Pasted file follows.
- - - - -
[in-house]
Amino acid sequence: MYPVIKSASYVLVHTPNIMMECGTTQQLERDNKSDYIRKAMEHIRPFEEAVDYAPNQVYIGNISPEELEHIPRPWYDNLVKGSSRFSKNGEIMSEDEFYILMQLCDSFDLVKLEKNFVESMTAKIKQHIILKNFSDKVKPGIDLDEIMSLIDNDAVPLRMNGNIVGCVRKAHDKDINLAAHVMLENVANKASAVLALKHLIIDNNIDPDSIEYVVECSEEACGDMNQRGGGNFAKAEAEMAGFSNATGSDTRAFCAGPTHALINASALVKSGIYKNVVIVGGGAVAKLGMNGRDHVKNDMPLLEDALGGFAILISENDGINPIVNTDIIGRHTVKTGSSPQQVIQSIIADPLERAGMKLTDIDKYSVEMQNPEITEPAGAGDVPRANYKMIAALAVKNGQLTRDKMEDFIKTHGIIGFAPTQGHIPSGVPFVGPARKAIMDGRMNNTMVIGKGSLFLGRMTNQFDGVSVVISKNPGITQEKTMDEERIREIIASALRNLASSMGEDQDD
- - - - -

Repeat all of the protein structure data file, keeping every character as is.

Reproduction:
[in-house]
Amino acid sequence: MYPVIKSASYVLVHTPNIMMECGTTQQLERDNKSDYIRKAMEHIRPFEEAVDYAPNQVYIGNISPEELEHIPRPWYDNLVKGSSRFSKNGEIMSEDEFYILMQLCDSFDLVKLEKNFVESMTAKIKQHIILKNFSDKVKPGIDLDEIMSLIDNDAVPLRMNGNIVGCVRKAHDKDINLAAHVMLENVANKASAVLALKHLIIDNNIDPDSIEYVVECSEEACGDMNQRGGGNFAKAEAEMAGFSNATGSDTRAFCAGPTHALINASALVKSGIYKNVVIVGGGAVAKLGMNGRDHVKNDMPLLEDALGGFAILISENDGINPIVNTDIIGRHTVKTGSSPQQVIQSIIADPLERAGMKLTDIDKYSVEMQNPEITEPAGAGDVPRANYKMIAALAVKNGQLTRDKMEDFIKTHGIIGFAPTQGHIPSGVPFVGPARKAIMDGRMNNTMVIGKGSLFLGRMTNQFDGVSVVISKNPGITQEKTMDEERIREIIASALRNLASSMGEDQDD